Thousands of migrants face new hurdles at US border
This comes as the Trump-era COVID-19 regulations known as Title 42 expired on Thursday.
The United States imposed harsh new immigration laws on Friday, leaving desperate migrants at its southern border with an unclear future, even as a top official voiced confidence in the system's stability.
Thousands of migrants remained in Mexico, seeking to reach the United States, as it remained unclear how strict new regulations for illegal border crossers would be implemented.
In Ciudad Juarez, Mexico, the US military barred 200 migrants from entering Gate 42, the entrance point to El Paso, Texas, where hundreds passed on Thursday.
The death of an unaccompanied migrant kid in the custody of Health and Human Services, which cares for minors who enter the nation alone, was reported by US officials.
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The agency provided no more information, however, Honduras Minister of Foreign Affairs Enrique Reina stated that a 17-year-old Honduran teenager died in an HHS facility in Florida.
When the US lifted Title 42 on Thursday, Homeland Security Secretary Alejandro Mayorkas declared that the "border is not open."
The Biden administration and the Texas state government are sending troops to the US-Mexico border in anticipation of a spike in illegal immigration after Title 42 ended on Thursday.
Hundreds of specialist investigative agents and air marshals from the United States Department of Homeland Security (DHS) are being taken away from their day-to-day jobs to assist with border management, according to reports, prompting some employees to object, claiming they are being transferred to menial chores.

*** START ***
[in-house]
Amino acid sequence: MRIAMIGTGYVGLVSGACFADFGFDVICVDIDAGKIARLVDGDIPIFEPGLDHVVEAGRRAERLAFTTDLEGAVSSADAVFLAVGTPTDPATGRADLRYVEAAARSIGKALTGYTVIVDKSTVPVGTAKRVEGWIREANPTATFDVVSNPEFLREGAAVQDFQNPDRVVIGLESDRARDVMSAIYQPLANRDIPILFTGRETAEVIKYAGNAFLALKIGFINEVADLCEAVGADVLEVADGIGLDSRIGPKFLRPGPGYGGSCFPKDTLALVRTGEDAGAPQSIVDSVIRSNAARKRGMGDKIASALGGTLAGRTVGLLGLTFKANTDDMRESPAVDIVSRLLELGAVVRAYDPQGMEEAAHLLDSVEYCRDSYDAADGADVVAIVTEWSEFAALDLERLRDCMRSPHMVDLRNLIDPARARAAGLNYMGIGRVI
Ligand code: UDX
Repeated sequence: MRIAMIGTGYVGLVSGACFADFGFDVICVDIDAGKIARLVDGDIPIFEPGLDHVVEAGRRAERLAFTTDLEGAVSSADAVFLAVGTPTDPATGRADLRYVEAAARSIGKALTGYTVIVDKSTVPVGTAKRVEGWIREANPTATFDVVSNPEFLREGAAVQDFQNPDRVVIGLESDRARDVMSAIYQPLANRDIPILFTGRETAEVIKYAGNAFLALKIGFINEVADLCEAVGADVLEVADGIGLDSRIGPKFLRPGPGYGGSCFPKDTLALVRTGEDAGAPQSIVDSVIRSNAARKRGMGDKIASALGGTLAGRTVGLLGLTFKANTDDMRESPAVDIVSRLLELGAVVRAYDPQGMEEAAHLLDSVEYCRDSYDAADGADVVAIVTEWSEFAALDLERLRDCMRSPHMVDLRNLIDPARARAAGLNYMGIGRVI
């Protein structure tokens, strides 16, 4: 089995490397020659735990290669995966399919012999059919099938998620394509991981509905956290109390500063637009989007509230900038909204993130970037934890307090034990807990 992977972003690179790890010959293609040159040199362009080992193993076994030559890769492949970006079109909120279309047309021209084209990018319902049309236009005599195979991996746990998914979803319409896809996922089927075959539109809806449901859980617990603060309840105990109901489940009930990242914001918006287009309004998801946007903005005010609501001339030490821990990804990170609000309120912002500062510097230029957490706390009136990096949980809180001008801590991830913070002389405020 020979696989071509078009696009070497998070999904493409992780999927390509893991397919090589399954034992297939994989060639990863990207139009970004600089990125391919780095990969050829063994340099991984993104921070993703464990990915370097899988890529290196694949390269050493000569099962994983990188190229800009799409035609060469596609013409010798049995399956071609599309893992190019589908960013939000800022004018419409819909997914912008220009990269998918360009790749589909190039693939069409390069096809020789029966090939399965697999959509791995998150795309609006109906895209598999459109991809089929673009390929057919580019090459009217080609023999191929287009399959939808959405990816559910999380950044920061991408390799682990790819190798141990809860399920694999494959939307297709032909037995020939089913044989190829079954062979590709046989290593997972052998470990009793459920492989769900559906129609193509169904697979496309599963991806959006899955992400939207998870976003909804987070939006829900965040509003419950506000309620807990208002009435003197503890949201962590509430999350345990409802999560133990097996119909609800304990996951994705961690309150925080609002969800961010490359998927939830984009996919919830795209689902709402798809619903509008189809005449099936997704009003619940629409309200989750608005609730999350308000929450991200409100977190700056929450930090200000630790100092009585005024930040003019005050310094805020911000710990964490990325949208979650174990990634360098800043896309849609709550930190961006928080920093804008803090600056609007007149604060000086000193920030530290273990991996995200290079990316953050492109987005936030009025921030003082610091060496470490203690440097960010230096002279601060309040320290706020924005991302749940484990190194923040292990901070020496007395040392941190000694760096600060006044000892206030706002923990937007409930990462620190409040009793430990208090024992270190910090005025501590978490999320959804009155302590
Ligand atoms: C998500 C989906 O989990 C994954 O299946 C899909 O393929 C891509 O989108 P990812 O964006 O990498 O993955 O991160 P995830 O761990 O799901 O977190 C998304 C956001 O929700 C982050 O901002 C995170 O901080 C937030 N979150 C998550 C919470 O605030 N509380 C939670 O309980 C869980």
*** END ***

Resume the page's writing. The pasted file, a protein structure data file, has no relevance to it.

Last week, the Biden administration relayed that although the Trump-era restriction will be lifted, that does not insinuate that the border will be open.
The rule change reinstates a decades-old regulation known as Title 8, which permits border crossers to request asylum, as well as tough new criteria that many believe would speed up deportations and punishments.
Washington believes that the new measures, paired with additional legal avenues, would help to curb the massive influx of migrants to the US-Mexico border, where hundreds of thousands have attempted to cross every month in the last year.
Mayorkas stated that people who chose unlawful pathways to enter will face tougher consequences including a 5-year ban on re-entry and criminal prosecution.
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Gabriel Landaeta, 22,was among those near Brownsville,
"If someday someone makes a documentary, let them put that the Venezuelan with a good heart came here looking for happiness," he told AFP.
Washington is establishing regional processing centers, expanding guest worker programs, and increasing refugee admissions from Haiti, Cuba, Venezuela, and other difficult nations to offer additional legal avenues.
CBPOne, an app for arranging immigration interviews at the border, has been released for asylum applicants.
While many have complained about technical difficulties, Venezuelan Carlos Palacios, 38, arrived in Brownsville on Friday for his CBPOne appointment.
"Everything is fast and efficient," he stated. "We opted to make the appointment, waiting to do things legally."
"Crossing the river does not ensure you get in, as I am doing now."
Mexican Foreign Minister Marcelo Ebrard says the number of migrants crossing is decreasing, adding that "the flux is dropping today. We have not had confrontations or situations of violence on the border."
Olga Sarrado, the spokeswoman for the UN refugee agency, told a briefing in Geneva that "the Americas... are going through an unprecedented displacement crisis," adding that "just decisions from one single country are not going to fix the challenges and we cannot forget that these are human beings."